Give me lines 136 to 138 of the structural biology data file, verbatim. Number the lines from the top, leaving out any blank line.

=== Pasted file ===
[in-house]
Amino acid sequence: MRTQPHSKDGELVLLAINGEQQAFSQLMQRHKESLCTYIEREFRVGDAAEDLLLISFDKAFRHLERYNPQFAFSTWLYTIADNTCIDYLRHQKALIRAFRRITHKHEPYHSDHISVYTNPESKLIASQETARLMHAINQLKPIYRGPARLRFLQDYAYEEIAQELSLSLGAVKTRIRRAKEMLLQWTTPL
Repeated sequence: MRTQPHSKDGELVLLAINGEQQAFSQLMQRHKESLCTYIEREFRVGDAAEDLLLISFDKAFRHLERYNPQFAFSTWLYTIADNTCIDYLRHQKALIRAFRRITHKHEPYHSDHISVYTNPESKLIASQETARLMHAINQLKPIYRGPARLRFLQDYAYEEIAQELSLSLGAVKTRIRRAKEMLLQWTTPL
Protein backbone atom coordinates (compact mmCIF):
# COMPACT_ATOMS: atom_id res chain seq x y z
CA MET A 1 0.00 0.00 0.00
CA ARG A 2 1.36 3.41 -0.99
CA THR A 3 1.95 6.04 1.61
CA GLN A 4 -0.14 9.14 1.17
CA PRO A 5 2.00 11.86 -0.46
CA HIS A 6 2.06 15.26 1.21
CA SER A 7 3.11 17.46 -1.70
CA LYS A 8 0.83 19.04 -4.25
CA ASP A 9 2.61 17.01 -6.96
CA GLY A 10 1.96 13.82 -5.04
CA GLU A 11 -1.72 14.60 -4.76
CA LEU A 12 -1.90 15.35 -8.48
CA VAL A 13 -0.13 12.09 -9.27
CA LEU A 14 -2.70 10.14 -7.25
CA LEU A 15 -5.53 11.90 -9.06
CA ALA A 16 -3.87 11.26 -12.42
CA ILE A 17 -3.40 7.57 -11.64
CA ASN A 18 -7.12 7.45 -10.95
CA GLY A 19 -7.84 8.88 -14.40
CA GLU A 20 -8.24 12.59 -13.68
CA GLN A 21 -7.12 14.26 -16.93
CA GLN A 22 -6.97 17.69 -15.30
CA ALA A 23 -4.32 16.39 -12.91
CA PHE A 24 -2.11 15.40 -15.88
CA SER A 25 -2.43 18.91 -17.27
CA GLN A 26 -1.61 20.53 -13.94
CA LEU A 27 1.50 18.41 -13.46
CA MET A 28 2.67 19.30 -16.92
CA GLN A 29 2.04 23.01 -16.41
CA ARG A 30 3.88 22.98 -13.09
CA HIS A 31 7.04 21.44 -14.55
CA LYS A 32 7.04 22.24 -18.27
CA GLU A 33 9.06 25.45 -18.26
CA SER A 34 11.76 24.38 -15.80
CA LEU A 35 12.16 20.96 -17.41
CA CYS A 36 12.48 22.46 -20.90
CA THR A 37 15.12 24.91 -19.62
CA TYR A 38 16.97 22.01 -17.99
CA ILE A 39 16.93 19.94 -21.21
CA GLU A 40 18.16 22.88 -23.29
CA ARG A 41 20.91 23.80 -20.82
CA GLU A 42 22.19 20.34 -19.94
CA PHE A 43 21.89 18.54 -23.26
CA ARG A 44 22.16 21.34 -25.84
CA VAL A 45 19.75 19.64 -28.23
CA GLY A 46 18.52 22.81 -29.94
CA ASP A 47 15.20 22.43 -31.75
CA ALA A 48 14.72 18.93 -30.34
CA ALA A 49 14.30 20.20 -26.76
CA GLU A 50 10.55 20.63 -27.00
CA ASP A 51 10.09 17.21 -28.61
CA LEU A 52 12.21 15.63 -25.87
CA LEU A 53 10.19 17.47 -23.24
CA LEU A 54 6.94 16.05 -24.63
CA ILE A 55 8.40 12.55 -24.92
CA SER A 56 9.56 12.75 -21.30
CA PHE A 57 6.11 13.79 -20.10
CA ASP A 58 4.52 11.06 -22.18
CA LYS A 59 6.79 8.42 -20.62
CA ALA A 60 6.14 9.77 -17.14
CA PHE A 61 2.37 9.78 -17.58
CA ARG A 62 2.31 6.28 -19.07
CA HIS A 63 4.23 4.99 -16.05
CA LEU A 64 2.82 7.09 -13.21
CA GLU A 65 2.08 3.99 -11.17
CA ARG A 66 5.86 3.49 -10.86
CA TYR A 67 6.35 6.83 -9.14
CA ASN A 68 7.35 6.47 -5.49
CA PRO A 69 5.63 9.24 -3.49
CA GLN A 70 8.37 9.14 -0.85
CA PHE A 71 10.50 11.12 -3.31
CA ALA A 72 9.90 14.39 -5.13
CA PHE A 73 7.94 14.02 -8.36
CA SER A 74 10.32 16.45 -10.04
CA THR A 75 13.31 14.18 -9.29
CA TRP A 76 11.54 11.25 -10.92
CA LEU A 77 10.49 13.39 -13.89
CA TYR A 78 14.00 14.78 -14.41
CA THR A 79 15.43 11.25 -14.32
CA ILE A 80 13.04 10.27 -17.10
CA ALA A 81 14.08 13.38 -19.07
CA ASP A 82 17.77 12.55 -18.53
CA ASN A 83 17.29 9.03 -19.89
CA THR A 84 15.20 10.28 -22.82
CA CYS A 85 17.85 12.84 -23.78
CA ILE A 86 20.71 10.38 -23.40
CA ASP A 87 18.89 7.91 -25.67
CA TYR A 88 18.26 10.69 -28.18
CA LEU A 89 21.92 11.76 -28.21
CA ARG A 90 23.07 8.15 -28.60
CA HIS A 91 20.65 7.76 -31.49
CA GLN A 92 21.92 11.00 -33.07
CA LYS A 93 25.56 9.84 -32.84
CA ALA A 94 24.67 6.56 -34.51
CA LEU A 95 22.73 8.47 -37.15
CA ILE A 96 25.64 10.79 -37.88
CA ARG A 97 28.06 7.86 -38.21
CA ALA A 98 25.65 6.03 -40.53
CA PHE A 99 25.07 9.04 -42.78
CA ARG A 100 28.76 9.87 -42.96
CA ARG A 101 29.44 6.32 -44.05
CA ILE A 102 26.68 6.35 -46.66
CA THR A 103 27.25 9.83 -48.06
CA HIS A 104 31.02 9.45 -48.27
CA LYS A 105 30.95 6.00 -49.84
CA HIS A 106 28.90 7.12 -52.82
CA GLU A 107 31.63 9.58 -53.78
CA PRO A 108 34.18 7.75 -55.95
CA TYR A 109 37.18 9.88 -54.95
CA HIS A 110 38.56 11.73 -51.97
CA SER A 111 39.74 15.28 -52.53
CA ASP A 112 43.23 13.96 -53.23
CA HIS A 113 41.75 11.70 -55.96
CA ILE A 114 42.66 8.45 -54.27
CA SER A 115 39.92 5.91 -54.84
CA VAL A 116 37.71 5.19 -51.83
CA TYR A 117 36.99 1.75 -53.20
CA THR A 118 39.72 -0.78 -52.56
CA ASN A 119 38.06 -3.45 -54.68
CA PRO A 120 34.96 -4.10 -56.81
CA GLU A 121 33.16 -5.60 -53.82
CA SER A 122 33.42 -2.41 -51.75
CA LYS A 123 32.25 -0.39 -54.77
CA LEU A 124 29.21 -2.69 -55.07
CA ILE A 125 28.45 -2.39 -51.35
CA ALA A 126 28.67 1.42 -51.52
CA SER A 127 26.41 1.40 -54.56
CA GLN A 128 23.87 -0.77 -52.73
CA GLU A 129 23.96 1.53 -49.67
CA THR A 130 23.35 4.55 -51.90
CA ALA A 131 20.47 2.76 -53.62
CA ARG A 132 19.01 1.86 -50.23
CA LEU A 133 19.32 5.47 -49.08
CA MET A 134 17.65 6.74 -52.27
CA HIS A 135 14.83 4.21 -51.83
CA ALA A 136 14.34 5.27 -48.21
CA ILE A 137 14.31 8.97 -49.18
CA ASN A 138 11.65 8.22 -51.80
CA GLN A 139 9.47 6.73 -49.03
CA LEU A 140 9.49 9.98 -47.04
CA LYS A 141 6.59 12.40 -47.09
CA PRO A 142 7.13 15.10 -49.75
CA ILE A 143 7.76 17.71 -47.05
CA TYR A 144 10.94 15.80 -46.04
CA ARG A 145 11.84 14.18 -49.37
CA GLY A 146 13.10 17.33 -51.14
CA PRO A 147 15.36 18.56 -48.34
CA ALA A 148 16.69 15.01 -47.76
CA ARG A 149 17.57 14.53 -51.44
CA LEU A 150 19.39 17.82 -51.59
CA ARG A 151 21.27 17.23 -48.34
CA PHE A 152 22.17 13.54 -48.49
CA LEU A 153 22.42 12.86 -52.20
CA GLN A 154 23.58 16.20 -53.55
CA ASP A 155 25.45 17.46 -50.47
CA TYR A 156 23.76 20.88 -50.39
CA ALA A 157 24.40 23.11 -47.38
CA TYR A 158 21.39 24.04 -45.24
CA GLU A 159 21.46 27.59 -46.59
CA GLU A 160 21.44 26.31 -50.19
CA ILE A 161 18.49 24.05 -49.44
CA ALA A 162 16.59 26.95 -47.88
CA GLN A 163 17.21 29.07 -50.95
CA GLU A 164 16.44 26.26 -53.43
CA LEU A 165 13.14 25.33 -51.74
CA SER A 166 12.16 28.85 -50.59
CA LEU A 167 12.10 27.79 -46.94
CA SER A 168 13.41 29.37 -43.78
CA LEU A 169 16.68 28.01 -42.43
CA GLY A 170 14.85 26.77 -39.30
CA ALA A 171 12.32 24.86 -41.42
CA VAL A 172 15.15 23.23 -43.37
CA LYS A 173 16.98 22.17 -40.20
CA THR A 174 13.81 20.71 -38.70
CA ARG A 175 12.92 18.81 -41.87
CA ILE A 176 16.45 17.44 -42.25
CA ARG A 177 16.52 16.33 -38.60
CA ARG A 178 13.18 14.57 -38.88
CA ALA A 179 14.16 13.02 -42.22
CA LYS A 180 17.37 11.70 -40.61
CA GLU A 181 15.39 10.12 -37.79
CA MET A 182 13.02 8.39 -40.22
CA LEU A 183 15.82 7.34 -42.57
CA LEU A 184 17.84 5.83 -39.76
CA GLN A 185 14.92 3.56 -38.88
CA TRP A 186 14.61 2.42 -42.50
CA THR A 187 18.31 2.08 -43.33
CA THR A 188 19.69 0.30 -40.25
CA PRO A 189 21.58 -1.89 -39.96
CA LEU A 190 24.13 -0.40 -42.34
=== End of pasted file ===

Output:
CA ALA A 131 20.47 2.76 -53.62
CA ARG A 132 19.01 1.86 -50.23
CA LEU A 133 19.32 5.47 -49.08